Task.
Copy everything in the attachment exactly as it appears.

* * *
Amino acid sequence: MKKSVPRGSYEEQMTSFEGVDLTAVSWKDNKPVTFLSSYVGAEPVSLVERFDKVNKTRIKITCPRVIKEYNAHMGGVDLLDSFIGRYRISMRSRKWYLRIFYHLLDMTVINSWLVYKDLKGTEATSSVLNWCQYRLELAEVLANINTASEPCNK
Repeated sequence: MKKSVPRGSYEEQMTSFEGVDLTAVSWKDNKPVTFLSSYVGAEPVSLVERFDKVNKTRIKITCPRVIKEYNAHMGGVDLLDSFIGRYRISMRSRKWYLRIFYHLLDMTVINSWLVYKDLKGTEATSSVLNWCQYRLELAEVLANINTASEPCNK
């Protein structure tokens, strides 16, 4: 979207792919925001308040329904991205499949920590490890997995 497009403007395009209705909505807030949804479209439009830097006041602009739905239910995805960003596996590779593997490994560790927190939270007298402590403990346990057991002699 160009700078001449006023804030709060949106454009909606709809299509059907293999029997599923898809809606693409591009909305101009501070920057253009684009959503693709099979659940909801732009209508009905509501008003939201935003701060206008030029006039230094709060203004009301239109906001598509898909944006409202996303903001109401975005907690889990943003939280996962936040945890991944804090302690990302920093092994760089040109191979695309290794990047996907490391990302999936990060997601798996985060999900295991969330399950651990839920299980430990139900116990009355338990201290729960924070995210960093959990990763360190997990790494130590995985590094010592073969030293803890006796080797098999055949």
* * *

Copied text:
Amino acid sequence: MKKSVPRGSYEEQMTSFEGVDLTAVSWKDNKPVTFLSSYVGAEPVSLVERFDKVNKTRIKITCPRVIKEYNAHMGGVDLLDSFIGRYRISMRSRKWYLRIFYHLLDMTVINSWLVYKDLKGTEATSSVLNWCQYRLELAEVLANINTASEPCNK
Repeated sequence: MKKSVPRGSYEEQMTSFEGVDLTAVSWKDNKPVTFLSSYVGAEPVSLVERFDKVNKTRIKITCPRVIKEYNAHMGGVDLLDSFIGRYRISMRSRKWYLRIFYHLLDMTVINSWLVYKDLKGTEATSSVLNWCQYRLELAEVLANINTASEPCNK
């Protein structure tokens, strides 16, 4: 979207792919925001308040329904991205499949920590490890997995 497009403007395009209705909505807030949804479209439009830097006041602009739905239910995805960003596996590779593997490994560790927190939270007298402590403990346990057991002699 160009700078001449006023804030709060949106454009909606709809299509059907293999029997599923898809809606693409591009909305101009501070920057253009684009959503693709099979659940909801732009209508009905509501008003939201935003701060206008030029006039230094709060203004009301239109906001598509898909944006409202996303903001109401975005907690889990943003939280996962936040945890991944804090302690990302920093092994760089040109191979695309290794990047996907490391990302999936990060997601798996985060999900295991969330399950651990839920299980430990139900116990009355338990201290729960924070995210960093959990990763360190997990790494130590995985590094010592073969030293803890006796080797098999055949």